Take These Broken Wings And Learn To Fly
(c) blog: ChloeVeltman.com
May 10, 2007
|By Chloe Veltman
The other day, I received an email from an SF Weekly reader, wondering why I "have it in for Carey Perloff." It's true that my essays about ACT's work have not been all that favorable in the past. But, as I pointed out to the reader in my response to him, my negativity has nothing to do with Ms. Perloff. In fact, I walk through the doors of The Geary Theater every time hoping and praying that what will happen to me in that auditorium over the next few hours will galvanize my brain, if not my heart. And if I really had it in for the artistic director of San Francisco's flagship theatre company, I wouldn't bother attending most if not all of ACT's productions, which I do, regardless of whether I'm reviewing them or not.
Such was the case last night, when I went to see ACT's production of Blackbird by Scottish playwright David Harrower -- a show I am not writing about for the Weekly but wanted to see nevertheless. The play is a solid, tautly spun drama about a woman in her 20s who confronts the much older man who deflowered her 15 years previously when she was only 12. I rather think that the world has witnessed too many plays about deviant sexual relationships with children in the last few years, from John Patrick Shanley's Doubt (sex with a minor in a church setting) to Nicky Silver's Beautiful Child (sex with a minor in a school setting.) And it's by no means a great play, as it works us over in a fairly predictable way and the tone of the piece is very unchangeable throughout. I'll never understand how it could have won the 2007 Olivier Best Play Award.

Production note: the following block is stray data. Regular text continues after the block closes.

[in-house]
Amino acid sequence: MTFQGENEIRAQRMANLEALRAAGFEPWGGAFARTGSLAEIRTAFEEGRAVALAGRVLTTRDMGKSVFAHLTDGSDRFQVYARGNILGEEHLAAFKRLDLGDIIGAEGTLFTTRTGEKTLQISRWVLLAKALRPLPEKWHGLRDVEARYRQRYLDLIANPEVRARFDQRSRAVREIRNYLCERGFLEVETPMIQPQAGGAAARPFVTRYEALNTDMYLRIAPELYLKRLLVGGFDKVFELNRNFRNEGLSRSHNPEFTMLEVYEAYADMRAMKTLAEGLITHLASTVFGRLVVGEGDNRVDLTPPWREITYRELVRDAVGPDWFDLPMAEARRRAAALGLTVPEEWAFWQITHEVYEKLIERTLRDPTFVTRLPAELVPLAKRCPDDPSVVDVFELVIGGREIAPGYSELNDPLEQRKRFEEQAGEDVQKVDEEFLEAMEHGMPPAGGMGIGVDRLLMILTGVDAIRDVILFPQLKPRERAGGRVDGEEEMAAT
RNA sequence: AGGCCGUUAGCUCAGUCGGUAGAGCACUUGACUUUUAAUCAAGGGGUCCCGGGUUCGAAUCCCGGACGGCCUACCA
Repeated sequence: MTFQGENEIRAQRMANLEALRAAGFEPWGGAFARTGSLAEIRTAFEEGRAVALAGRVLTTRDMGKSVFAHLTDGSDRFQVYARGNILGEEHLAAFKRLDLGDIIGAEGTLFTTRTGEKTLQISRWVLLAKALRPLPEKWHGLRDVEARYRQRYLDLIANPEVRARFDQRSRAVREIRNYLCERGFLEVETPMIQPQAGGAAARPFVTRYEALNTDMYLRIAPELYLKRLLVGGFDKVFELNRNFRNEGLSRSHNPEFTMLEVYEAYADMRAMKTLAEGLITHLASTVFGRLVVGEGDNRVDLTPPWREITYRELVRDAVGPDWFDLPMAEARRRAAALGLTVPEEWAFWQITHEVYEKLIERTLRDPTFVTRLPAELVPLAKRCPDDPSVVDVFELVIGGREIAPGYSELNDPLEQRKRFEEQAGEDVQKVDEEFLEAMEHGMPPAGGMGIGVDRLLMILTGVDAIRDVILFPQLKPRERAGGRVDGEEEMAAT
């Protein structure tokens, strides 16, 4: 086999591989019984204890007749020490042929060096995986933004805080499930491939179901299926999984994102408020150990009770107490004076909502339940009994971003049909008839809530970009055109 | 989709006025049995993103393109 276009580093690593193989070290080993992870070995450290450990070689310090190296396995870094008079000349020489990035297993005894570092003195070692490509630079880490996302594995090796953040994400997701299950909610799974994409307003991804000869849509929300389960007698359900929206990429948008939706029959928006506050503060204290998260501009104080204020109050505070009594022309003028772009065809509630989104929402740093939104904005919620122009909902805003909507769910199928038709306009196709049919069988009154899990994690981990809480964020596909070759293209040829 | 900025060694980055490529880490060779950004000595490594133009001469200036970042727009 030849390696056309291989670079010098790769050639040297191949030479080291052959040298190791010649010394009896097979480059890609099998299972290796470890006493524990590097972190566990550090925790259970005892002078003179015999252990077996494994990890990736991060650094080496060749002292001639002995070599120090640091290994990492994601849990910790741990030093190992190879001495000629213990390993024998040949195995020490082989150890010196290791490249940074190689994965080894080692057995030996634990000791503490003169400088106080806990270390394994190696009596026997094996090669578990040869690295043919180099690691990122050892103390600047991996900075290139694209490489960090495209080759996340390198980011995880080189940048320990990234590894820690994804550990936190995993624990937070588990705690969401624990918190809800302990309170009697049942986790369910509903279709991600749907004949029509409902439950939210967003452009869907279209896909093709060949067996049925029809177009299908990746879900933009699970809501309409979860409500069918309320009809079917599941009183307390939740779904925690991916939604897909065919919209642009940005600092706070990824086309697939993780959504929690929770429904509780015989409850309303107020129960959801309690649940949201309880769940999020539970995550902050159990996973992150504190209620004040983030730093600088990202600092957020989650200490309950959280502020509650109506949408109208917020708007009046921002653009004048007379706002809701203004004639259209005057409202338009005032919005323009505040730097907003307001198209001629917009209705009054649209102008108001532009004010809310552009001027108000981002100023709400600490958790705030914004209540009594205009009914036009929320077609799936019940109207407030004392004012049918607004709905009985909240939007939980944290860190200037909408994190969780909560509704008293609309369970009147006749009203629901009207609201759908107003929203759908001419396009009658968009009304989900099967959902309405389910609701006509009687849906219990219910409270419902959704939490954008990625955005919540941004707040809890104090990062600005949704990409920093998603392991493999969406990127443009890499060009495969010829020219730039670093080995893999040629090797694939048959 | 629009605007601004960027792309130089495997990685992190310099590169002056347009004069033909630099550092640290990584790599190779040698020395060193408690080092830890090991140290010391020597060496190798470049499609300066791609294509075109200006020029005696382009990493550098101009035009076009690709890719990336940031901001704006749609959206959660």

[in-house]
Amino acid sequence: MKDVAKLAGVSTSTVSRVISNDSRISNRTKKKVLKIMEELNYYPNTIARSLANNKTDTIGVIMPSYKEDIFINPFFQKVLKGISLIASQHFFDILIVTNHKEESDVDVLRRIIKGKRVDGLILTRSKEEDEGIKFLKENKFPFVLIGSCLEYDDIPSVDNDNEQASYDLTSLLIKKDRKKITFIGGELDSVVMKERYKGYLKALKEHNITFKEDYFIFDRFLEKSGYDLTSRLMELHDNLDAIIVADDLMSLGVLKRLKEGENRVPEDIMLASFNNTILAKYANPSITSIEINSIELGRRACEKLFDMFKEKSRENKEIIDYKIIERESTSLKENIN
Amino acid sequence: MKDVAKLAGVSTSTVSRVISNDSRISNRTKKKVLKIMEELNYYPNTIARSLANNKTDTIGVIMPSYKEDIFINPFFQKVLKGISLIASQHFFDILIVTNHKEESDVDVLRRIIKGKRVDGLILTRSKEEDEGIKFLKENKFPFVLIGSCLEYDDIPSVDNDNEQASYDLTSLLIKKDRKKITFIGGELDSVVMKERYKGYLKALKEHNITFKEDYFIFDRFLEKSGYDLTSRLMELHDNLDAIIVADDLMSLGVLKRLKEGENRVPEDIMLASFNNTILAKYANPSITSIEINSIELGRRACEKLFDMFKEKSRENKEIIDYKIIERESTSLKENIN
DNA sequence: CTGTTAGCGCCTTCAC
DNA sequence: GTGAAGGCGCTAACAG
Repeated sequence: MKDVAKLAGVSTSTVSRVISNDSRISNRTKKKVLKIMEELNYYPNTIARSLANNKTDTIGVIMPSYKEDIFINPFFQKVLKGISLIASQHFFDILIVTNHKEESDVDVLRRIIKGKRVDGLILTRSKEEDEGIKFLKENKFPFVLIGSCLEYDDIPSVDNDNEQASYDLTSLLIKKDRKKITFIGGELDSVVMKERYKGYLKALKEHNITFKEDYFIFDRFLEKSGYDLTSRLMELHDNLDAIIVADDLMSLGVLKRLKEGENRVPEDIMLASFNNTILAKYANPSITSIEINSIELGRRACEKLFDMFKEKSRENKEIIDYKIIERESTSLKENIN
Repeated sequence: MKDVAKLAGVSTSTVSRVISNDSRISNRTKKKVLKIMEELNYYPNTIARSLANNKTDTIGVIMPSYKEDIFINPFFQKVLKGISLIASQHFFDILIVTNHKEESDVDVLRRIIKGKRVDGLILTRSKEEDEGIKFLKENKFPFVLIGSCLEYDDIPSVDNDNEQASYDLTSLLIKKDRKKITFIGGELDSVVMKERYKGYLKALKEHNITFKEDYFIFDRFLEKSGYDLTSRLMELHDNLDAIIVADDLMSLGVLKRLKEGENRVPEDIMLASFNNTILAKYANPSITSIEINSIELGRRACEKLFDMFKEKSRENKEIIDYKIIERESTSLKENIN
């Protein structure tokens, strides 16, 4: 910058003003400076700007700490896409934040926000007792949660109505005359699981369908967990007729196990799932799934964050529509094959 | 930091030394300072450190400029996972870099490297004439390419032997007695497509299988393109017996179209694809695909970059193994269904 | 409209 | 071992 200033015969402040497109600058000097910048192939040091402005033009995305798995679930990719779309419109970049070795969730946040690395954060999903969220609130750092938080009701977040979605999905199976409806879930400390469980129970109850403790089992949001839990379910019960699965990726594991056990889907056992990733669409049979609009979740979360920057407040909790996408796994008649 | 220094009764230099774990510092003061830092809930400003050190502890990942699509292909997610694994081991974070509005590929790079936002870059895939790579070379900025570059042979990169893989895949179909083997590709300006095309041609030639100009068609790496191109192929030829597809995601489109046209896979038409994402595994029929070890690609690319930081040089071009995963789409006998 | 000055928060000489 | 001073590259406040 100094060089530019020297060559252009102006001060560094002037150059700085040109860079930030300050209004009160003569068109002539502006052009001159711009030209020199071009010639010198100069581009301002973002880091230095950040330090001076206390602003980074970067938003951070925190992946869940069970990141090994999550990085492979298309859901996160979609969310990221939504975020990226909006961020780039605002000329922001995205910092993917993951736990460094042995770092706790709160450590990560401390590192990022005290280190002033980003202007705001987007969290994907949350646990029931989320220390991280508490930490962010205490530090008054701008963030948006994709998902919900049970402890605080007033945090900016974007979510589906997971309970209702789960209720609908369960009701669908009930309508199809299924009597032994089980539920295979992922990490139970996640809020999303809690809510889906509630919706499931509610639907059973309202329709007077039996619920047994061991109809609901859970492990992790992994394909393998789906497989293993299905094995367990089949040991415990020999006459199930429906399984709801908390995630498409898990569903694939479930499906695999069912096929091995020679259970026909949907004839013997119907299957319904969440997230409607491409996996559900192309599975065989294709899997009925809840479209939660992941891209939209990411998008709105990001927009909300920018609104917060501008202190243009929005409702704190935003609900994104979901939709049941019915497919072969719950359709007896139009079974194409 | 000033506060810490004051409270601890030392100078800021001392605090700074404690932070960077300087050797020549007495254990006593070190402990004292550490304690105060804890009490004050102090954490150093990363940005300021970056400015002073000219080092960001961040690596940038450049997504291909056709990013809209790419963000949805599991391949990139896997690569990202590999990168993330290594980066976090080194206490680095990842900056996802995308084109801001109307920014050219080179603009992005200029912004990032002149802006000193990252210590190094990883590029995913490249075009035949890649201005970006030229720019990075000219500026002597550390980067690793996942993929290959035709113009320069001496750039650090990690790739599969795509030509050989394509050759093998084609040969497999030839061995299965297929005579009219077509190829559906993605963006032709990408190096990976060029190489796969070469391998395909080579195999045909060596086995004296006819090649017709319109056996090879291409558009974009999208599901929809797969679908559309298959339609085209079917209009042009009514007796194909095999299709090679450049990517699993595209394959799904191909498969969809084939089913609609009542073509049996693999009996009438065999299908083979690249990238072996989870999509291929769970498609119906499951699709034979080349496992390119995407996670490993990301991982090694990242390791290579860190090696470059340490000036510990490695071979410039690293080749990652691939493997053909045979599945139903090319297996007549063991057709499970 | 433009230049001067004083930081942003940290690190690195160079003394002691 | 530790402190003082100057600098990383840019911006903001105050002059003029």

Still, I was engaged throughout and ACT did a fluid job of producing the west coast premiere of Harrower's work. Steven Culp nailed his British middle manager character Peter so precisely I thought I was watching an episode of The Office, as it might be played as a drama rather than a comedy. Jessi Campbell was less successful as Una. Her accent was a major distraction for one thing -- she sounded like she was from New Zealand at times. In fact, I don't know why ACT didn't just Americanize a couple of words in the script (e.g. pavement to sidewalk, biscuit to cookie etc) and let the actors speak in their natural voices. After all, there's nothing intrinsically English about this play. It's as much an American story as it is an English one. Given that it's being performed for an American audience, there seems little reason to preserve the Anglicisms. Also (and I think this might have been the fault of the playwright rather than the character) I didn't buy Una's motives for coming back to haunt the man who molested her. Still, Loretta Greco's production was tight and slick. And I think this might be the first time I've ever seen a homegrown ACT production with an elegant set. Robert Brill's trash-strewn office cafeteria design, with its harsh strip lighting, institutional furniture and frosted glass through which you could watch the ghosts of Peter's coworkers gliding past, tells a story of frustration all on its own.
I'm sorry I didn't get to review this play for the Weekly. The aforementioned reader would have seen that I don't have it in for Ms. Perloff or ACT if he'd read my words.
There are two famous songs about blackbirds. If I were to pick one of them as an expression of my feelings about ACT, I'd choose the Beatles' version over Mort Dixon and Ray Henderson's. Far from singing "bye bye blackbird" to that theatre and never going to see or review its work again, I'd much rather subscribe to Paul and John's lyrics about redemption, healing and survival:
Blackbird singing in the dead of night
Take these broken wings and learn to fly
All your life
You were only waiting for this moment to arise
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